Why? Because Merry and her team conducted another survey, and found that, among young people suffering depression-type symptoms, most were apprehensive about going out and getting ‘treatment as usual’, including going to clinics and seeing psychologists. Dr. Karolina Stasiak, a member of Sally Merry’s team, used an apt term in an interview where she referred to young people today as “digital natives,” people for whom technology is as natural as long lines at the DMV. For these types of interconnected-yet-disconnected people, the medium of a videogame provides a safe, comfortable environment for them to get treatment, and what’s more, to do so of their own accord. Instead of further having to worry about social machinations (something which is already an issue in young people suffering from depression), they can engage in the game privately, and use the comfort from that to build off of into more social areas.
Furthermore, the implementation of gamification in SPARX frames the whole experience as a progressive one, which reinforces to ‘one-step-at-a-time’ attitude. The mechanics and fun of the game may draw players in, but it is their own insistence to keep playing, to get better (and by extension feel better) that maintains their interest in the game, and its larger therapeutic goal. Though, as mentioned above, it might seem uninspired when judged by mainstream gaming conventions, under the right circumstances SPARX can be a truly engrossing and transformative experience. And isn’t that what we all want in videogames?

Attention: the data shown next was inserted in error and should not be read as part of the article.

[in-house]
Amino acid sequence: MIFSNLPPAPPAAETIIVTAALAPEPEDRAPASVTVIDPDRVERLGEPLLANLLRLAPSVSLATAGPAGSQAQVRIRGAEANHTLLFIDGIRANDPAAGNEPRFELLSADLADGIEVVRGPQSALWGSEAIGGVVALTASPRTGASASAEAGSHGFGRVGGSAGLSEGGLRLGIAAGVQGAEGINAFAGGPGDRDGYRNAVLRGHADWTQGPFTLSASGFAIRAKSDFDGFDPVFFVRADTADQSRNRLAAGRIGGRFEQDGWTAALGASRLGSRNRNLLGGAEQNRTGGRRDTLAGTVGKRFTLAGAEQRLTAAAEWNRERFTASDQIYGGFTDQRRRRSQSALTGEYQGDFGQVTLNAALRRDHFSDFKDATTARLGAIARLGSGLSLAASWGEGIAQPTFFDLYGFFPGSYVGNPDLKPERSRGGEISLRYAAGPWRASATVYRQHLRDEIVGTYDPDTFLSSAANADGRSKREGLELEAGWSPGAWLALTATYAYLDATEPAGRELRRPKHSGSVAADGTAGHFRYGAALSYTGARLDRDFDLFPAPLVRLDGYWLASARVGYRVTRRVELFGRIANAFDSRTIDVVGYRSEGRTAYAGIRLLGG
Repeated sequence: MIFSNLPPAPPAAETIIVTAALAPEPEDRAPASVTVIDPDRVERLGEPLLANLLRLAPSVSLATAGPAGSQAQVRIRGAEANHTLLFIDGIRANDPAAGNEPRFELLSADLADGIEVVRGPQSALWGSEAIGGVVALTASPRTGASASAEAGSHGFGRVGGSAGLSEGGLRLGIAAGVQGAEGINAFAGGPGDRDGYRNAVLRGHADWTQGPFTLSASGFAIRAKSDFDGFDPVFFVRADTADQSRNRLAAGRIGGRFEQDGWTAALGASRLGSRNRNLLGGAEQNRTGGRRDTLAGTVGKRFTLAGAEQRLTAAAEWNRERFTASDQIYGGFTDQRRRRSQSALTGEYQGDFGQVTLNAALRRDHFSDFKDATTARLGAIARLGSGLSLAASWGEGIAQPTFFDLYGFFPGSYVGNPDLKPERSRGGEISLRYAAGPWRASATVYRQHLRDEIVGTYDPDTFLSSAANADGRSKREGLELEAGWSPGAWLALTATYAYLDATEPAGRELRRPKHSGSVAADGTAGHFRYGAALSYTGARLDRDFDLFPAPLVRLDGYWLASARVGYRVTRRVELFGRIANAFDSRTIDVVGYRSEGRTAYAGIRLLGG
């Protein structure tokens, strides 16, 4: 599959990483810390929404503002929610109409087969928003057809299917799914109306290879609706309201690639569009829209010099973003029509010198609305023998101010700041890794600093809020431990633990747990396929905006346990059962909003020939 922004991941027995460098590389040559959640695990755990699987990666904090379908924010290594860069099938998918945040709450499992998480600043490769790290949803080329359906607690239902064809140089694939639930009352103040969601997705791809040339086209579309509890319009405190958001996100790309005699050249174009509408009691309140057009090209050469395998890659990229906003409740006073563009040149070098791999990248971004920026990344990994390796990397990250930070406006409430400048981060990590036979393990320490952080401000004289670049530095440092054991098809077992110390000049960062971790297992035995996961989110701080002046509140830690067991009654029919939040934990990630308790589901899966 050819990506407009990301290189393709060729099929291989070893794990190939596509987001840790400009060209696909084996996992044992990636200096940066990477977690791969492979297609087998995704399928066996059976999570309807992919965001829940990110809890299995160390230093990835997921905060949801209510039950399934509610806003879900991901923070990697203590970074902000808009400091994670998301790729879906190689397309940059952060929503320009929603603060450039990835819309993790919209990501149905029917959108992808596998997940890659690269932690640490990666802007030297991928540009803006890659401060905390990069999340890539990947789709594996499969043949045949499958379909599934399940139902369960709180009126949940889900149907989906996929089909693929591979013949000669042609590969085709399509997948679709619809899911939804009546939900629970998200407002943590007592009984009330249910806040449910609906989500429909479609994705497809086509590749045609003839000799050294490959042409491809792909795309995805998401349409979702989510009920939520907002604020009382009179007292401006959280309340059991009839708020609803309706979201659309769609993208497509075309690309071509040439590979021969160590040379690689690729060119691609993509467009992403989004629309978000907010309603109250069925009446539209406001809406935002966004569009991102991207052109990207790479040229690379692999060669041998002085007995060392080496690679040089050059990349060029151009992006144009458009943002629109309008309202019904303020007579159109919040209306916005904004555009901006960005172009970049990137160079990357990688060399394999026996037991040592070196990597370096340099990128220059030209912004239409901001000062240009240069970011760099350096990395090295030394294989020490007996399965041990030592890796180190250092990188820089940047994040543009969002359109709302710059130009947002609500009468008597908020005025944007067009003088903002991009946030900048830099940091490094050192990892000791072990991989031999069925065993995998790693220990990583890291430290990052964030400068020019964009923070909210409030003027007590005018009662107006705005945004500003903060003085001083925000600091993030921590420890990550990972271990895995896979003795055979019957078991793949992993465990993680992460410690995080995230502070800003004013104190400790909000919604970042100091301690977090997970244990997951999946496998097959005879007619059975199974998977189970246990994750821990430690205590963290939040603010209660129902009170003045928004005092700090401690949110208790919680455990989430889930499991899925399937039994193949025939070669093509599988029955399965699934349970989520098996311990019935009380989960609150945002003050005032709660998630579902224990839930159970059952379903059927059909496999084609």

In this instance, gamification is being used as an experimental treatment for depression. But gamification can be focused more narrowly. pOnd, a flash game found online, has as its central gameplay conceit the act of using the spacebar as a breathing guide, turning it into a meditative game (until the end, at least). SPARX utilizes a similar technique to get players to breathe, but both can be taken advantage of by different types of players with different needs.
Now, SPARX claims it isn’t a be-all, end-all for treating depression-like symptoms. Neither should it be, nor for that matter any gamification attempt. But what they should do is provide a spark of enthusiasm, and instill a belief that the activities thought of by many to be laborious, tedious, and anxiety-inducing can in fact herald positive, transformative experiences. A big push in the videogame industry today, as evidenced by its inclusion in panels at GDC and other conferences, is the social function of games, how they can serve more than simply entertainment purposes. Perhaps a realization of the power of gamification—thought by many to be a limited tool—can inspire game developers to innovative ways to play, and by extension, help their players.
Images #1 and #3 protected under Creative Commons, #2 from http://sparx.org.nz/